In January 2019, the country saw an average increase in train fares of 3.1%, sparking national outrage. With no change to the quality or quantity of the service provided by train companies, consumers found it difficult to stomach such an increase.
Why then, does an increase in probate fees that is as high as £6,000 seem to be slipping under the radar?
The current fee for extracting a Grant of Probate is a flat £215, or £155 if a solicitor is submitting the documentation. The current proposal is to change the fees to a sliding scale based on the value of the estate, ranging from £250 to £6,000. This increase appears to be in line with current policies as the costs of obtaining a death certificate have recently trebled.
There will be no change in how the Grant of Probate is extracted, nor will the service run more efficiently. Importantly, the administrative work undertaken by the Probate Office is the same, regardless of the size of the estate, giving no possible reason why the fee should vary based on the size of an estate.
This dramatic increase amounts to a stealth tax on a bereaved captive audience. As a Grant of Probate is required before estate funds can be freed up, families will be bearing the burden of these increased costs themselves. The funds themselves will go on to subsidise other parts of the court and tribunal service rather than being used to improve the service charging the fee.
There has been widespread outcry and objection from the legal profession over these fees. The Law Society has released an official statement identifying this increase as “a tax on grieving families” and the Secondary Legislation Scrutiny Committee (SLSC) has suggested that “to charge a fee so far above the actual cost of the service amounted to a stealth tax”.
As the motion passed through the House of Lords, those in attendance suggested that this increase was a misuse of the fee levying power of the Lord Chancellor. Lord Beecham moved to insert a reference to comments made by the SLSC at the end of the motion that referred to how the increase was “…a significant move away from the principle that fees for a public service should recover the cost of providing it and nothing more.”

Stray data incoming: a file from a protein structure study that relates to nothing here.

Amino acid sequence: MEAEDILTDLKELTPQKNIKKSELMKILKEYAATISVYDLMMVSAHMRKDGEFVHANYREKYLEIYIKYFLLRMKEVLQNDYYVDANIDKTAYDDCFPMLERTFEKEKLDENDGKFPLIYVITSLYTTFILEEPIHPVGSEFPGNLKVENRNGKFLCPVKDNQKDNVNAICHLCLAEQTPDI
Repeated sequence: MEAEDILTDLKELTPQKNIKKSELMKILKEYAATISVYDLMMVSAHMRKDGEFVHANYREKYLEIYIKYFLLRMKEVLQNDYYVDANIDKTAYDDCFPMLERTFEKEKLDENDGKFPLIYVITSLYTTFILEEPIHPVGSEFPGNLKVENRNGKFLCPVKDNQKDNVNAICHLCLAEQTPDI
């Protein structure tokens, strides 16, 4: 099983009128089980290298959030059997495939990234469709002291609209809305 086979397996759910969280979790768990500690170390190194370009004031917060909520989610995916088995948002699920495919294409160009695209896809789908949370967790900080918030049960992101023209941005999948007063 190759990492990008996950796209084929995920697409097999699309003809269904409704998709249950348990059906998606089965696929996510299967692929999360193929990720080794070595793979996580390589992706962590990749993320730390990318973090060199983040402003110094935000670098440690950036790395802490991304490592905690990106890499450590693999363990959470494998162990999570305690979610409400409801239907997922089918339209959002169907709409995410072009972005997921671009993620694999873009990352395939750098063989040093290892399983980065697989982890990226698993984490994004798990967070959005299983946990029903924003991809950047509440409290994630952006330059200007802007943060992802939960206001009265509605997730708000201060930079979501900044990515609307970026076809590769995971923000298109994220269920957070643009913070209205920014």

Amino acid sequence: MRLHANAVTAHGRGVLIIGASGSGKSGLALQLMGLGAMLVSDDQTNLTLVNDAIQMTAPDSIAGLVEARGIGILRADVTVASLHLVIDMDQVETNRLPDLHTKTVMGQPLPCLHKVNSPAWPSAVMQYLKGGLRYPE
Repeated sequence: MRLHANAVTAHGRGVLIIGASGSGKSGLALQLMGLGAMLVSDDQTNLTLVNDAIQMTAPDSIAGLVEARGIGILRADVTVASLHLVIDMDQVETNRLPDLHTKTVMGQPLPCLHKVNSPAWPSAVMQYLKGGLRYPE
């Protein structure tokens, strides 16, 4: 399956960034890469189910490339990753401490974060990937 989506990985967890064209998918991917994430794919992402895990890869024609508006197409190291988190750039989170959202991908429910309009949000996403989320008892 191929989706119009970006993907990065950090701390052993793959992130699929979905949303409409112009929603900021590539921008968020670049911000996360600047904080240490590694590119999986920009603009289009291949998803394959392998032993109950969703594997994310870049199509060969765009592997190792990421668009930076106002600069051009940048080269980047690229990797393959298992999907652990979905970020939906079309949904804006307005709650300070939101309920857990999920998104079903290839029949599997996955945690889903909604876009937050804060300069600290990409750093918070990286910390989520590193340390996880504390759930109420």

This demonstration of discontent was largely absent from the recorded comments on the motion at the House of Commons. As the minutes of the attendance run to an inconsequential one third of the length of those recorded at the House of Lords, one might even draw the conclusion that those in attendance failed to voice their discontent, given that the motion was only narrowly passed by a majority of a single vote.
The fee increases are due to come into force from April 2019. However, all is not yet lost, as MPs will trigger one final vote by shouting “object” as the statutory instrument outlining these changes is read out in Parliament, which will happen before April.
The Law Society is calling on its members to write to their local MPs to urgently raise concerns regarding this stealth tax. The Government’s abuse of its powers to impose inflated fees is simply not acceptable. This is already a hard enough time in people’s lives - why does it need to be any more difficult than it already is?
You can contact your local MP by writing to them directly at House of Commons, London SW1A 0AA, email them using the contact details found in Parliament’s Directory of MPs or telephone their office at the House of Commons on 020 7219 3000 and ask for them by name. Many MPs can also be contacted through social media and hold regular surgeries where questions can be posed to them directly.